This is the Fourth installment to my “How to make Wine” video and blog post series. If you’ve missed the other posts and video tutorials, refer to the link above to get caught up. So far we’ve gone through the “Primary Stage” and the “Secondary Stage” of wine making. We also spent some time with Clarifying your wine and now I’m going to teach you the easiest and best ways to bottle and store your homemade wine.
Sponser’s for this Post
I was approached by a marketing department to advertise a few products for them. I only agreed to help them because these are directly related to the wine making and storing process.
In the first video of this series, I mentioned that it wasn’t a good idea to blend your fruit but a juicer could be used. So, I looked into this Juicer and it’s exactly what you need for a higher juice yield, when you’re making wine.
This particular machine uses an auger, much like an auger in a meat grinder. Fruit is dropped through the top until it reaches the re claimer and the the auger takes over by feeding and pressing the fruit into the juicer; which separates the pulp from the juice. Both of which are still needed to make your wine so, DO NOT throw the pulp out. Just add them to the bucket the way I demonstrated, in that first wine making video, using the press.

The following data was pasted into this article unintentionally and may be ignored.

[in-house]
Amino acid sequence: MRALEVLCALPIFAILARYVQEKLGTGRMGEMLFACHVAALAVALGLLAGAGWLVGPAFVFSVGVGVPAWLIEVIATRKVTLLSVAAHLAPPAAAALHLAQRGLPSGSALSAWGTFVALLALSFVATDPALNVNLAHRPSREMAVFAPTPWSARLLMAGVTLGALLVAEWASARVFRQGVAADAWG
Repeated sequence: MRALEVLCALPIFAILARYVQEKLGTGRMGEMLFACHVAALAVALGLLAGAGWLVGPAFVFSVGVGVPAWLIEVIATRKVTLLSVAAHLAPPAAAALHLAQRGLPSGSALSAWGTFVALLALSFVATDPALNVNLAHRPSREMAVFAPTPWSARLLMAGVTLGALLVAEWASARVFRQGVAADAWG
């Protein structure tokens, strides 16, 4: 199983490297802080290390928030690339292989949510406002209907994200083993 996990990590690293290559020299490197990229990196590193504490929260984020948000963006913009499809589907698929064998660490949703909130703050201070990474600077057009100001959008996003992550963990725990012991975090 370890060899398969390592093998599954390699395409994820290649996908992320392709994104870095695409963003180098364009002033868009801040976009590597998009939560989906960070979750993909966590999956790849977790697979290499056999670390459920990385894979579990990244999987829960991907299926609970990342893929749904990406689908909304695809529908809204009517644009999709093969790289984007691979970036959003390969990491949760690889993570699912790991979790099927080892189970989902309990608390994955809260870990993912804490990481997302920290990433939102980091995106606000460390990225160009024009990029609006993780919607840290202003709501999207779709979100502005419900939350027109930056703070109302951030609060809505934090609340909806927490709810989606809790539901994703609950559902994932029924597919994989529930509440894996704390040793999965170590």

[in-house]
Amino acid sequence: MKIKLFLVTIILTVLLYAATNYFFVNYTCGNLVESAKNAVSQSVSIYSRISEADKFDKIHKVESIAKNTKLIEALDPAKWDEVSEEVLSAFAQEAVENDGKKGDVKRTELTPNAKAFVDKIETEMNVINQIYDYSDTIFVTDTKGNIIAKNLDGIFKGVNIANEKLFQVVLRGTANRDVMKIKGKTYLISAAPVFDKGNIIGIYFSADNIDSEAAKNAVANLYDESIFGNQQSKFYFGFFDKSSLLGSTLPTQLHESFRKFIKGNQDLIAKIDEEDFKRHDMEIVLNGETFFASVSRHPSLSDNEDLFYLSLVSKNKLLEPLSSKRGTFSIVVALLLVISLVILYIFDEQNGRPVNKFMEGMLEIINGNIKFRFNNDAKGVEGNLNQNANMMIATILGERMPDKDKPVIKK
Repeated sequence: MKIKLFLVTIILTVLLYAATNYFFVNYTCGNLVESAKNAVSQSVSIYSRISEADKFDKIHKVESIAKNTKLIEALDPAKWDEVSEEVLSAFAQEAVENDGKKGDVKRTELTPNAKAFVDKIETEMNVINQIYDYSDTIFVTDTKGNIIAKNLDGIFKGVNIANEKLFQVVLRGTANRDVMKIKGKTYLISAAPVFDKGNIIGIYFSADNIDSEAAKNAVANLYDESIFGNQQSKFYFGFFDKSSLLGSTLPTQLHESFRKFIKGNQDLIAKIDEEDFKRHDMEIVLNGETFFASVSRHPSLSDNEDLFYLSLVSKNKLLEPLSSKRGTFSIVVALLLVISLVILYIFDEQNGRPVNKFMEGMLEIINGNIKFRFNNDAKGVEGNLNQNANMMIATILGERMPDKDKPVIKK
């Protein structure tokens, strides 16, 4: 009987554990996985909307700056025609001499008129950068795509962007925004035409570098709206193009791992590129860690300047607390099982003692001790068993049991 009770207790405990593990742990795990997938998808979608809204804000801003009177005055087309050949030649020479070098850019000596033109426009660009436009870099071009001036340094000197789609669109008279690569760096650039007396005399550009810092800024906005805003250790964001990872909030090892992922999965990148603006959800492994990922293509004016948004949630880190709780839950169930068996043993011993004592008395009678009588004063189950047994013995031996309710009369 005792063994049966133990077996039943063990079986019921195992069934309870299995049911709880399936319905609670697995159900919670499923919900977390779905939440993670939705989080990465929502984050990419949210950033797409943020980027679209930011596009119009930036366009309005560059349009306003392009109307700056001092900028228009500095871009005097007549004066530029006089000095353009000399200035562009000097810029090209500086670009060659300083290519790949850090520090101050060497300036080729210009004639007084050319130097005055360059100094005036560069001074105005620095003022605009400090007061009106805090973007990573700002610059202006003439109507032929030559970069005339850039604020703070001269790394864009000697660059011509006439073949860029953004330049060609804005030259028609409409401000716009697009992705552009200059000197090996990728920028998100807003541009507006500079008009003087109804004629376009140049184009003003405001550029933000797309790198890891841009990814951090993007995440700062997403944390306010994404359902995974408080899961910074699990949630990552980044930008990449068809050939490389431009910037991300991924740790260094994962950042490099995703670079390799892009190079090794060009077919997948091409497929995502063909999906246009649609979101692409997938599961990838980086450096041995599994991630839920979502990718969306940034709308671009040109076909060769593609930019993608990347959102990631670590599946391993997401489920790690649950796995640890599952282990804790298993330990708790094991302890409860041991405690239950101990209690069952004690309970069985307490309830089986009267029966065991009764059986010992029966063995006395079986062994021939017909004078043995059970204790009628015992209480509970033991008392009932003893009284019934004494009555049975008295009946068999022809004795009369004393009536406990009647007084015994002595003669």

You can purchase one of these Juicer’s HERE using this temporary 20% off Discount code: CX37QTNA
I also received a BODEGA wine cooler from the same marketing group. Again, I’m waiting for the links and discount codes for it as well but, these refrigeration units are ideal for anyone that doesn’t have a basement or a wine cellar; where it’s most often cooler than the rest of the house.
Anyone that can’t afford those kinds of luxuries can possibly find it worth their while to pick up a unit like this to store their wine instead. These units maintain an efficient and stable environment, for wine, set at an exact and constant temperature and runs on only 95 watts of power.
Dark and light wines will vary with different temperatures and your personal tastes will, of course, play a roll in that but this cooler, in particular, ranges between 41° and 68° Fahrenheit in the settings. Warmer temperatures can be set for the red wines and colder chills for the whites.
Personally, I don’t buy wine. I make it. Wine can be very expensive to buy but, in my opinion, it doesn’t make my wine-making any less valuable and it’s worth protecting. I put a lot of work into my process and there’s nothing more valuable in this world than time.
If you’re not into wine or making wine, clearly something like this doesn’t make sense for you. But, if you’re like me and you’re really finding the joy in picking up a hobby like this, that you can enjoy all year long, a wine cooler can really protect your investment.